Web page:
Well-Suited to Group Dynamics
Of Business Organizations
In a banquet room overlooking the Fairfax County skyline, a Greater Washington Ibero Chamber of Commerce luncheon meeting comes to order. The membership, a group of navy-, black- and gray-suited Latino businessmen and women, settle into seats at the uber-formal Tower Club for a meal of herbed salmon, iced tea and fruit tarts.
Neat blue folders are placed in the chairs. Inside, a piece of off-white bond paper reads: "Dear Friend, the Greater Washington Ibero Chamber of Commerce, as the largest Hispanic business organization in the metro Washington, DC area, invites you to join our network of business owners, corporations, government and non-profit organizations. . . ."
After a PowerPoint presentation and additional remarks in English, the meeting concludes with the suits swapping business cards.
Sitting at the head table was Elmer Arias, president of the D.C. area Salvadoran American Chamber of Commerce. The upstart chamber founded a few years ago does business a little differently than the 28-year-old Ibero Chamber.
A recent Dia de la Madres meeting held by the Salvadoran American Chamber to honor Latina businesswomen and mothers was held at a Hispanic restaurant in Northern Virginia. The presentations were made in Spanish. Networking and mingling between the small-business owners also was done in Spanish.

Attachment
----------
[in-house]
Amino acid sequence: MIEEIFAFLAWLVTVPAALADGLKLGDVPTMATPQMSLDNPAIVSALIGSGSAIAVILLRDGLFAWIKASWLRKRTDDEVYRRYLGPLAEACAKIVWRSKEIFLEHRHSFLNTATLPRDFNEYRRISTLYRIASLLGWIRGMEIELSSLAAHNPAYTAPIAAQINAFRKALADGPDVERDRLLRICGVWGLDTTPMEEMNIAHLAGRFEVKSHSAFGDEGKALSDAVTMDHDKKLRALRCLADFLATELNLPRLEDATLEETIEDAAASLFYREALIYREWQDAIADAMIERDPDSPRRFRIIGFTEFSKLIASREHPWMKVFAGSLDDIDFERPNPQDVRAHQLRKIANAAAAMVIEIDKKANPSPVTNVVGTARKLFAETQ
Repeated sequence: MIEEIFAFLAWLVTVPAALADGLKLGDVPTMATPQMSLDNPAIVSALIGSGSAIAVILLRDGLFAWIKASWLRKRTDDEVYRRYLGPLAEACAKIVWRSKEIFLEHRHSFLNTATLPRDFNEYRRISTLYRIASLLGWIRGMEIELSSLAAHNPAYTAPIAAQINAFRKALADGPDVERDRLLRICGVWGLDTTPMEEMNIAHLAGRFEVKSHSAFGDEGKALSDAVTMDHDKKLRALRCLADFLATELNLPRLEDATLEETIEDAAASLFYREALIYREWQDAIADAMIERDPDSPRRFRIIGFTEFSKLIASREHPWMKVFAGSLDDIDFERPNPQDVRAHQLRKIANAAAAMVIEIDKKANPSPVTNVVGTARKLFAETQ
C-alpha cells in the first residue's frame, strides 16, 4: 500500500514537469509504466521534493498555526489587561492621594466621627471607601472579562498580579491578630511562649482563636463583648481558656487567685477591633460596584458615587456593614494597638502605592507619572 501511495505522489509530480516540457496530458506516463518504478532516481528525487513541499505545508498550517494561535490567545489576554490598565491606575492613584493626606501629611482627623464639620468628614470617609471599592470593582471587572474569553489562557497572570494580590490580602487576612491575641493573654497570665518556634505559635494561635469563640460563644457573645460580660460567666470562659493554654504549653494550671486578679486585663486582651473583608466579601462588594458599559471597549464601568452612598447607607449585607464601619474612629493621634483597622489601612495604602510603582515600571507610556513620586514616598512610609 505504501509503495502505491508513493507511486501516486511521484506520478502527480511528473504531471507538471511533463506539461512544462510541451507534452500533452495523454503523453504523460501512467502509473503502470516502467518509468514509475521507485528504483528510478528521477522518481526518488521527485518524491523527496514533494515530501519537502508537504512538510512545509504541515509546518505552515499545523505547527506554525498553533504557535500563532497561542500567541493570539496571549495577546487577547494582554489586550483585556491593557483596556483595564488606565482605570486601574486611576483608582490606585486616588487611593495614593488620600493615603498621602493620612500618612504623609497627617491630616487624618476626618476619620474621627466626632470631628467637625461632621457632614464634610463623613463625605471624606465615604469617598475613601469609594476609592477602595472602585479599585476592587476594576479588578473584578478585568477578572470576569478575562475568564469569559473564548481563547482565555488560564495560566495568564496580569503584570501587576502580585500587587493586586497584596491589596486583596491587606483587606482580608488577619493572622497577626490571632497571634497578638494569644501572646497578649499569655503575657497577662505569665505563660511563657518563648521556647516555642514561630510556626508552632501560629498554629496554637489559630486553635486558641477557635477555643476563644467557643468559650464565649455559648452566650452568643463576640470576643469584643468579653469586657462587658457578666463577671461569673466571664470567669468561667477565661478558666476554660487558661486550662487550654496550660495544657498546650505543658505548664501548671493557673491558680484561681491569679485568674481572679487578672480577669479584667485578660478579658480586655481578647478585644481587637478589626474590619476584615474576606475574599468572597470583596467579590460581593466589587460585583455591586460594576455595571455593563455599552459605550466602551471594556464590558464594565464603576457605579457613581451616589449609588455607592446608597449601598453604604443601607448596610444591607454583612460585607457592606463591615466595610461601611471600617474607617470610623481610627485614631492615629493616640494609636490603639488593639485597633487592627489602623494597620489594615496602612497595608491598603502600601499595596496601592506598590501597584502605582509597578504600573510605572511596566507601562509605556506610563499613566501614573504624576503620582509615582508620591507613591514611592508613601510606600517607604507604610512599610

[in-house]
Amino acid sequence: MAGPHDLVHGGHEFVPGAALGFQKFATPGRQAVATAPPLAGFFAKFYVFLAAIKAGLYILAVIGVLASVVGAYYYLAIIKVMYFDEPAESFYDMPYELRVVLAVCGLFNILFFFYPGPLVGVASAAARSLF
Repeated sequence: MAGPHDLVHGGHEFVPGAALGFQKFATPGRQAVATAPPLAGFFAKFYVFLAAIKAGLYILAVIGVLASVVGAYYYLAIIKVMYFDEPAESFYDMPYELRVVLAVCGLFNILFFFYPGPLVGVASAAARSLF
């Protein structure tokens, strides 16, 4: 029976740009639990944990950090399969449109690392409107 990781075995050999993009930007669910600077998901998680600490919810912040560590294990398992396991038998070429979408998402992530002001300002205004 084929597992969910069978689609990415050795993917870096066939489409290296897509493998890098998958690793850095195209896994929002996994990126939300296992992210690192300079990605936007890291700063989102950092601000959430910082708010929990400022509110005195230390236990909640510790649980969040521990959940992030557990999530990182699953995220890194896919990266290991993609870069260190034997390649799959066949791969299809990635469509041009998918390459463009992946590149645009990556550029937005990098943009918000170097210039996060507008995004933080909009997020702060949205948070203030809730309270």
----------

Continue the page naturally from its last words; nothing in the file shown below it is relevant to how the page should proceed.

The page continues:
The Ibero chamber's 200 members are mostly government contractors or businesses like law firms that do work related to that sector, and thus the group is focused on contracting issues. The Salvadoran chamber's 125 members are mostly restaurateurs, grocers and construction companies, so its programs are designed to help small businesses survive. One program, for example, was to help restaurant owners understand liquor laws.
"It is very important for the Salvadoran to have a group that represents them," Arias said. "Our people want to stay here and want to develop."